The foreign manufacturers have no fuel standards in their home markets. They simply have high fuel costs (accomplished through taxes), and guess what, consumers demand fuel efficient vehicles AND are willing to pay for them. On the other hand, the domestics have a fickle, short-term oriented stock market (the NYSE) driving them to provide products that are immediately profitable (how many years did Toyota lose money on their hybrids?).

    Raise fuel prices in the US in a predictable way (i.e., higher fuel taxes), and everyone will play together. Consumers will demand fuel economy, domestics will provide them, and (maybe) you will give them credit.

  • Alex

    I wanted to share my thoughts I will buy an American car but it won’t be from the detroit 3. I will get either a Zap X, Tesla White Star or a Pheonix electric car. Forget oil changes, gas and engine parts. I’m patiently waiting my Prius has the weakest batteries I could get and Im sick of those companies promising plug in kits. Get ready for $4 a galon of gas it’s comming.

  • A

    That’s Gallon sorry

  • Collin Burnell

    You are right… American trucks still sell quite well… BUT. Many truck buyers (businesses, boat & trailer owners, etc.) do not have a choice, yet. They HAVE to buy a truck. If you offered them a (real) Hybrid that got 25-60% better fuel economy… Hmmm. If you take away these truck sales from the ‘Big’ 3 there numbers are not that impressive.

  • factory rat

    Collin, you are quite right. I think GM still leads in share if you subtract the big trucks, but I didn’t check to know exactly how much. We will know about those buyer’s reaction to hybrid availability by one year from now, after the full-size full hybrids by GM are on the market 5 – 6 months.

    RB, I think you are wrong on the standards argument, although you are right on fuel prices driving consumer behavior. See this for a comparison http://www.pewclimate.org/docUploads/Fuel%20Economy%20and%20GHG%20Standards_010605_110719.pdf

    On the size of cars, a few weeks ago i saw a new Aveo driving beside a Chevette, and the Aveo was much larger. I was amazed.

  • EveryDay American – Driving a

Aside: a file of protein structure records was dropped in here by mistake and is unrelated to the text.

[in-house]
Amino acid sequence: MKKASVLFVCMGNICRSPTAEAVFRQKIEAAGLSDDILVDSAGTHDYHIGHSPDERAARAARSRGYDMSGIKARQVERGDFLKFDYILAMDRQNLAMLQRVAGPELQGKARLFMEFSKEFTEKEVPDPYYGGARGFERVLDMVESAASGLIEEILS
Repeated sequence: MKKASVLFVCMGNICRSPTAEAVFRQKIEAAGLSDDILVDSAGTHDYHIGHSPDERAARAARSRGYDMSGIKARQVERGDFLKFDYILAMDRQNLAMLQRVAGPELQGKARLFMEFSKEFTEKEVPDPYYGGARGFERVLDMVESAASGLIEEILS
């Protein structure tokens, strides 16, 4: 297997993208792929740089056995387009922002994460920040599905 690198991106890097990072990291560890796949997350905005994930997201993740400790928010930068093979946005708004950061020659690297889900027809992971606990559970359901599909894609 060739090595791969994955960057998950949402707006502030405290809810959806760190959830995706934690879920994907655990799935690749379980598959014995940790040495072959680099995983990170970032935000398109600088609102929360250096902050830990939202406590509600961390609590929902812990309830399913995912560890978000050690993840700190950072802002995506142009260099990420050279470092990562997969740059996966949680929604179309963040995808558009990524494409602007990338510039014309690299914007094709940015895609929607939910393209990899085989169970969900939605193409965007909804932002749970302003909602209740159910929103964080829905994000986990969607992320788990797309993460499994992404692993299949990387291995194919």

It always seems that Corporate America – break that word down – Corp(Rat)e Ameria has always concentrated on the all might dollar. So much to the effect in regards to the auto, it was never a concern of listening to what the customer wanted, it was what the “silver grayed haired” corporate types wanted to sell that would line their pockets the best. Back in the early 80′s Toyota came to GM and asked their participation to build a hybrid car – better fuel economy, and something different out of the main stream. Big three, laughged and said, we don’t need your stink’n technology, we are building muscle cars, and going forward with SUV, that we think the consumers want, plus, gas is not a problem, and performance is where it is at. Okay, so Toyota, said fine, and developed the Prius, and as we all know on to develop the toyota corolla, and other high reliable vehicles. Quality at first was not there, but shortly thereafter, shot to the top, exceeding the inferior quality of American Autos. American Autos were heavy, strong, but built wise, were poorly made, and sometimes expensive. You have to remember that the average auto worker makes 54-67 dollars an hour…. Toyota, Honda, and Nissan continued their assault in listening to the customer and building better cars that were affordable. The Big three continued to build what they thought was their sales solution. All you kept seeing were crappy designs, and more CEO, saying this and saying that…..In short, Market share has diminished in the Big 3 market to an embarassing rate…. So today, The big three after laying off tons of workers, because their product is not selling is scrating their head and saying why is this happening???? Geez? Duh… figure it out…. Stop concentrating on your friggin retirement and bottom line and do what the asian persuation has done, find out what people want and build it affordable and reliably. This article from the Silve fox says, it would cost billions of dollars to develop fuel economy cars… OH Please, get rid of the silver lining in your corporate pockets and use 10% of that to build a decent car. Sorry, but my prediction is that there will be NO More Big 3, It will be Big 2, and Big 1 and then Zero….No one is buying American, just because its a crappy product. Hey, if Americans built better reliable and affordable products, I’d be the first in line, actually, I did buy a 1989 Chevy Astro, which was a great product, but had the Paint flaw that the paint on the vehicle totally fell offer within 4 years…What a disaster… Anyway in closing…. Toyota, Honda, and Nissan have the lead in terms of most sought after sales vehicles, with other trailing….. The name of the Big three should be changed to the Tiny Three!!! LOL! Because that is the reality of the situation. Solution, – Fire all of the Old Good Ole Boys at the top, and replace with fresh new blood, – younger talent that really cares, rather than some silver haired, yellow toenailed, bad breath, stinky suit guys that all they care about is how many shares of stock they can buy and sell and how much of a retirement they can build…… Prove me wrong???? Enron, Sun Microsystems….GM, Ford, Chrysler…. Shall I go on???